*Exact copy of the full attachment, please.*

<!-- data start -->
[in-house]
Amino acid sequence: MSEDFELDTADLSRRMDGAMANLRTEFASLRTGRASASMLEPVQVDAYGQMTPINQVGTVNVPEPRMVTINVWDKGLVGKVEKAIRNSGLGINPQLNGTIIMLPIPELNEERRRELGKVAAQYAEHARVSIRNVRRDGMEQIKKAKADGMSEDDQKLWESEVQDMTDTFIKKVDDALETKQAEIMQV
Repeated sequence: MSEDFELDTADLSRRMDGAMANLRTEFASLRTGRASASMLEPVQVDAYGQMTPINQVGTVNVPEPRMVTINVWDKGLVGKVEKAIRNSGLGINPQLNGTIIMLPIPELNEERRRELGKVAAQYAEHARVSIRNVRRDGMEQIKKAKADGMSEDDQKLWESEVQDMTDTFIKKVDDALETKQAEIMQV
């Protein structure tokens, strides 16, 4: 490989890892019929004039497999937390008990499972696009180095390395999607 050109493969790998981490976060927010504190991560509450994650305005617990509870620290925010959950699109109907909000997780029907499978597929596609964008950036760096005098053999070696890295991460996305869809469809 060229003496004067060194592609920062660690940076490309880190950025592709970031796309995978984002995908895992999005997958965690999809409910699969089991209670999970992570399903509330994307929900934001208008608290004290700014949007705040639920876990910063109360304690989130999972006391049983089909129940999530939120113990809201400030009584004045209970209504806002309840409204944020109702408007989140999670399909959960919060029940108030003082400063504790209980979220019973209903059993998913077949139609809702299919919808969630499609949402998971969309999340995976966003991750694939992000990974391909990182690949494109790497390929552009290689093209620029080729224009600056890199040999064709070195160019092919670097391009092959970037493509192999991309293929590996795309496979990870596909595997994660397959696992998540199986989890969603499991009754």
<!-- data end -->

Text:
[in-house]
Amino acid sequence: MSEDFELDTADLSRRMDGAMANLRTEFASLRTGRASASMLEPVQVDAYGQMTPINQVGTVNVPEPRMVTINVWDKGLVGKVEKAIRNSGLGINPQLNGTIIMLPIPELNEERRRELGKVAAQYAEHARVSIRNVRRDGMEQIKKAKADGMSEDDQKLWESEVQDMTDTFIKKVDDALETKQAEIMQV
Repeated sequence: MSEDFELDTADLSRRMDGAMANLRTEFASLRTGRASASMLEPVQVDAYGQMTPINQVGTVNVPEPRMVTINVWDKGLVGKVEKAIRNSGLGINPQLNGTIIMLPIPELNEERRRELGKVAAQYAEHARVSIRNVRRDGMEQIKKAKADGMSEDDQKLWESEVQDMTDTFIKKVDDALETKQAEIMQV
């Protein structure tokens, strides 16, 4: 490989890892019929004039497999937390008990499972696009180095390395999607 050109493969790998981490976060927010504190991560509450994650305005617990509870620290925010959950699109109907909000997780029907499978597929596609964008950036760096005098053999070696890295991460996305869809469809 060229003496004067060194592609920062660690940076490309880190950025592709970031796309995978984002995908895992999005997958965690999809409910699969089991209670999970992570399903509330994307929900934001208008608290004290700014949007705040639920876990910063109360304690989130999972006391049983089909129940999530939120113990809201400030009584004045209970209504806002309840409204944020109702408007989140999670399909959960919060029940108030003082400063504790209980979220019973209903059993998913077949139609809702299919919808969630499609949402998971969309999340995976966003991750694939992000990974391909990182690949494109790497390929552009290689093209620029080729224009600056890199040999064709070195160019092919670097391009092959970037493509192999991309293929590996795309496979990870596909595997994660397959696992998540199986989890969603499991009754």